Twitter is making us weird, and gaming is making us anti-social, and Facebook is making us lonely, so it couldn't possibly be the case this ineffable and unwieldy force called Internet could be leading to more marriages. Right?
Actually, that's precisely the conclusion from Andriana Bellou's new paper, "The Impact of Internet Diffusion on Marriage Rates: Evidence from the Broadband Market." Bellou doesn't just find a correlation between broadband adoption and rising marriage rates. She also finds that marriage rates among twentysomethings rose significantly in areas after broadband became available, suggesting a causal link.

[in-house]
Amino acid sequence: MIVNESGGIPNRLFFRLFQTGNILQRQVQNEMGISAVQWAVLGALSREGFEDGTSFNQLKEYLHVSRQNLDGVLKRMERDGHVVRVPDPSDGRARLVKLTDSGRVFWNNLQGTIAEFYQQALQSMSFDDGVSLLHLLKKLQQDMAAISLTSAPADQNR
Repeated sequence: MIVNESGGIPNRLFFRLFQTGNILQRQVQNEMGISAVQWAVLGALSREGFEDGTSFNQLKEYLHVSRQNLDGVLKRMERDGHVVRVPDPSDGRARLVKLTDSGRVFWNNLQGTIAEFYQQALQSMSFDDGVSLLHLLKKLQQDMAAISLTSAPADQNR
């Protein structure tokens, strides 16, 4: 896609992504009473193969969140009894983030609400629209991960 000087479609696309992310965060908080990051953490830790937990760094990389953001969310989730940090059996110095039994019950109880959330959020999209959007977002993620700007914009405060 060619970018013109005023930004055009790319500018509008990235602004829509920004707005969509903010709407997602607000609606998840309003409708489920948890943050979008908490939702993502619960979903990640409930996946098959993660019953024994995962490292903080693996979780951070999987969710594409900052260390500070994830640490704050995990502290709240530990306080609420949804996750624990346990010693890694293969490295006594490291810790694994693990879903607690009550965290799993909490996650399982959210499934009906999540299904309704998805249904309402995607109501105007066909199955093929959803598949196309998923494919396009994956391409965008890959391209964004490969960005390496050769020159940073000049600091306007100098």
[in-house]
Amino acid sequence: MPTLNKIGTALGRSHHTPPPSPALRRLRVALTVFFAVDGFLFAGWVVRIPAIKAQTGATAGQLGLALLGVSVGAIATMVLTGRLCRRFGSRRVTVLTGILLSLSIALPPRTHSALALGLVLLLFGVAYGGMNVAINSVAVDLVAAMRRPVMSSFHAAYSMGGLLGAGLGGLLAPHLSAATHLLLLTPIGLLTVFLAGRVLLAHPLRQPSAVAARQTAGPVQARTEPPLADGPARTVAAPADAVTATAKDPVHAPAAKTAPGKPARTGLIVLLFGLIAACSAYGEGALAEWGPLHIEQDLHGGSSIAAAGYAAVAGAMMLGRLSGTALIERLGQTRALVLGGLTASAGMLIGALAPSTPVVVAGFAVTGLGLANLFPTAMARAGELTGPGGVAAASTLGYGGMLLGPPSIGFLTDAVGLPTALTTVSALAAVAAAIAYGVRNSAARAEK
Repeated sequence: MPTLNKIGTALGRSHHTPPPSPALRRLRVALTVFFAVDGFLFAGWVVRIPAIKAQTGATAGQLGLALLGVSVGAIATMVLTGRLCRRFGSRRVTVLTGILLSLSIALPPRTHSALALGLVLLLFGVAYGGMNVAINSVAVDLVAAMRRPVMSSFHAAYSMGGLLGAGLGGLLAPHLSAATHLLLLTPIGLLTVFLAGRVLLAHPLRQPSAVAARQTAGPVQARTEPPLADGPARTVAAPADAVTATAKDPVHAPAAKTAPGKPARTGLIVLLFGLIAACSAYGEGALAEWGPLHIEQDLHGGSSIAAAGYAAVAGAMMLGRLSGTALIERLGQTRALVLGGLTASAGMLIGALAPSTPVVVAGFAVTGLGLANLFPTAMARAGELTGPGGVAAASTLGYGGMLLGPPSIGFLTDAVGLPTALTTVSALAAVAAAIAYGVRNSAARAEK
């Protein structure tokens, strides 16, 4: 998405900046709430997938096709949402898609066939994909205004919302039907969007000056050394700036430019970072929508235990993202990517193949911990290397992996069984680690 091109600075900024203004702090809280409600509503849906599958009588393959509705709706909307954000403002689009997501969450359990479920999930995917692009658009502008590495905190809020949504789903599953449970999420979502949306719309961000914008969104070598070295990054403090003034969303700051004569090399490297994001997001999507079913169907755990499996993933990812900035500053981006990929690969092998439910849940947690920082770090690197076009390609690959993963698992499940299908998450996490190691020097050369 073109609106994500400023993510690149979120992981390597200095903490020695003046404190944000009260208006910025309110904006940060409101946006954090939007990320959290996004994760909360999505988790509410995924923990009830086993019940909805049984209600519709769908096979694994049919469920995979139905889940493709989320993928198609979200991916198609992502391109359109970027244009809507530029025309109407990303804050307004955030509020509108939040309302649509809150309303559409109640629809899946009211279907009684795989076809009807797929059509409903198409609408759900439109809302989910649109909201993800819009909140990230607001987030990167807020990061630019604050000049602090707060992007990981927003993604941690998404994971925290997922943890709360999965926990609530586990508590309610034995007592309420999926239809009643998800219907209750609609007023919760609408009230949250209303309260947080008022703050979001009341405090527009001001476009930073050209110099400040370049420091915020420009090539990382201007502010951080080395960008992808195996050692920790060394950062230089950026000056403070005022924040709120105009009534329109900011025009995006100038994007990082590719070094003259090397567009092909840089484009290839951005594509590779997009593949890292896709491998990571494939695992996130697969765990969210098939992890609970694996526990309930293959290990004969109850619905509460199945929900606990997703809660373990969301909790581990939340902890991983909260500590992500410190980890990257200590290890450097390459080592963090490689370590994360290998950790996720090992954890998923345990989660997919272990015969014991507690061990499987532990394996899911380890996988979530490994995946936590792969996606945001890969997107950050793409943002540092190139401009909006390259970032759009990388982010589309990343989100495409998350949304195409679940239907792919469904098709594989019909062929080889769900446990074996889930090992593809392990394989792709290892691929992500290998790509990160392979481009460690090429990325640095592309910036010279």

Skeptical? So was I. Broadband access has been growing across the country for the last 20 years. Marriages, meanwhile, have been in decline. The century-long story on marriage rates, via Betsey Stevenson and Justin Wolfers, conclusively shows marriage rates (in the light purple) declining since the 1970s.
Bellou herself finds young twentysomethings less likely to marry in 2000 than they were in 1980, or '85, or '90, or '95. Here's that graph:
Furthermore, if high-income areas are more likely to have broadband access anyway, that could skew the results toward their conclusion. High-income women are the *only* group of women likely to be married today than they were in the 1970s, according to the Hamilton Project.